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It is a bit strange that you ask for metaphor in The Boy in the Striped Pajamas because metaphor is precisely what I do not find. The handful of metaphors that I do find are of an unusual sort. They compare people to abstract ideas, and the abstract ideas may be labeled with capitalized words. For instance, when Bruno thinks about his sister Gretel, he refers to her as the Hopeless Case. In this metaphor "Hopeless Case" refers to the abstract idea that Gretel will never be anything better than what she is and that what she is is really pretty poor and in need of a great deal of improvement--but the improvement will never come. She is a Hopeless Case.
He wasn't particularly bothered if Gretel was being sent away because she was a Hopeless Case ....
Another instance of this type of metaphor comparing people to an abstract idea is his way of thinking about the other boys in the other families in his neighborhood in Berlin. The other boys are either friends or trouble. Comparing boys to trouble is a metaphor that makes an analogy between boys and the abstract idea of trouble. In this case, Bruno means that these boys can make life very difficult for him by being unkind; this is why he steers clear of them:
other boys lived in them who he played with (if they were friends) or steered clear of (if they were trouble).
there were no other houses anywhere to be seen, which meant there would be no other ... boys to play with, neither friends nor trouble.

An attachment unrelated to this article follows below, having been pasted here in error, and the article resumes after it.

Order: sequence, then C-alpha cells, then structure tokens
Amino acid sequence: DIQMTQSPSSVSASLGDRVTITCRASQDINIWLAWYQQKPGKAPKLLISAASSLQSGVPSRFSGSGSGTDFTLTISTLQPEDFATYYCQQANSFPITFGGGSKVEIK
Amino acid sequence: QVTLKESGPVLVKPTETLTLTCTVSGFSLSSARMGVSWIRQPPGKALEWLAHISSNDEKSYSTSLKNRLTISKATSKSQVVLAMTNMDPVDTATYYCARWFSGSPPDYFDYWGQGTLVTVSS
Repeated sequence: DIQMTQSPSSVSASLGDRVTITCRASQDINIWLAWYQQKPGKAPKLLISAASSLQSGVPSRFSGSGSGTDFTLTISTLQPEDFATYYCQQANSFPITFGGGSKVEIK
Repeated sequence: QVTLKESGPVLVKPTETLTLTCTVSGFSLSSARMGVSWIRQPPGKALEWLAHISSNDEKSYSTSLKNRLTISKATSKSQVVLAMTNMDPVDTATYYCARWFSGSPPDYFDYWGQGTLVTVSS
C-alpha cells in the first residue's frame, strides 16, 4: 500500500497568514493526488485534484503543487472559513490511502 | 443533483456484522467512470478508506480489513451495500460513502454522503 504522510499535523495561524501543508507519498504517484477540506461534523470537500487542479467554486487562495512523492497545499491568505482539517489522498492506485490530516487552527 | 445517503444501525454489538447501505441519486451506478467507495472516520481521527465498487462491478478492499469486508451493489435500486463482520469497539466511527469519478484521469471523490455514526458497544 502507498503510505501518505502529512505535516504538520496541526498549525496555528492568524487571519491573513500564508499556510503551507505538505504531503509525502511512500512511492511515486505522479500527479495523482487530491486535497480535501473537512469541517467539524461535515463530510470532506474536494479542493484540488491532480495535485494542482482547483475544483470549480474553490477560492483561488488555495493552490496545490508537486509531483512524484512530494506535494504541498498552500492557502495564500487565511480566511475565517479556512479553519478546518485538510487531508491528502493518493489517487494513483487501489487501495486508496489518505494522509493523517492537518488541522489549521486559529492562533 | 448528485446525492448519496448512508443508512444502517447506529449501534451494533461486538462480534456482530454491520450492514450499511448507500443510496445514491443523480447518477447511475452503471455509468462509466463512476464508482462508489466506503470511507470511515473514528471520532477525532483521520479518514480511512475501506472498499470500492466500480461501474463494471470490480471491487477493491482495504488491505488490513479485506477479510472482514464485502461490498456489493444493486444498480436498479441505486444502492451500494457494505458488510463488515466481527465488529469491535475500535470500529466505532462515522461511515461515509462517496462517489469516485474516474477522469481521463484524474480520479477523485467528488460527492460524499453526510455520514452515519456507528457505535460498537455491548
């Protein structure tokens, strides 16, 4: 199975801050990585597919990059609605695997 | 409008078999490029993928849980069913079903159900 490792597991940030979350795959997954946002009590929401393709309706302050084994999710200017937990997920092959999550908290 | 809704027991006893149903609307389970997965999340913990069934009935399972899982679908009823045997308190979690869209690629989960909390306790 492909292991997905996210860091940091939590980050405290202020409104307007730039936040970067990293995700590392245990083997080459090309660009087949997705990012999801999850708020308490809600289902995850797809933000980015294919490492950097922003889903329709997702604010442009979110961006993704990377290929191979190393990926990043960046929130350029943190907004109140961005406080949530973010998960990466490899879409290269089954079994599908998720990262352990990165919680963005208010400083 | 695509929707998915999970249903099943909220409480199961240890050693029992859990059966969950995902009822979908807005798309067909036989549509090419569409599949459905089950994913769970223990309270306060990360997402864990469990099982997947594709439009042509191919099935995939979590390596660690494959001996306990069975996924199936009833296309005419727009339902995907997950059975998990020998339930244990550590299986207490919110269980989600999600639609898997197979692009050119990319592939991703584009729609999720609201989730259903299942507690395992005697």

On the other hand, there are a fair number of similes. One is rather a poetic simile in which carefully growing flowers at Out-With is compared, using the word like, to a candle in a dark castle;
flowers which grew in neat orderly sections in soil that looked as if it was tended very carefully by someone who knew that growing flowers in a place like this was something god that they could do, like putting a tiny candle of light in the corner of a huge castle on a misty moor on a dark winter's night.
Personification also occurs such as when Bruno describes Lieutenant Kotler's hair on a Saturday: "his hair flopped down over his forehead in exhaustion." Bruno gives Kotler's hair the human-like characteristic of feeling exhaustion and of flopping down in response to it. Though there are some very interesting literary techniques in the story, which, in fact, add to the humor of this unhumorous narrative, the technique of metaphor is a difficult one to find amongst them.
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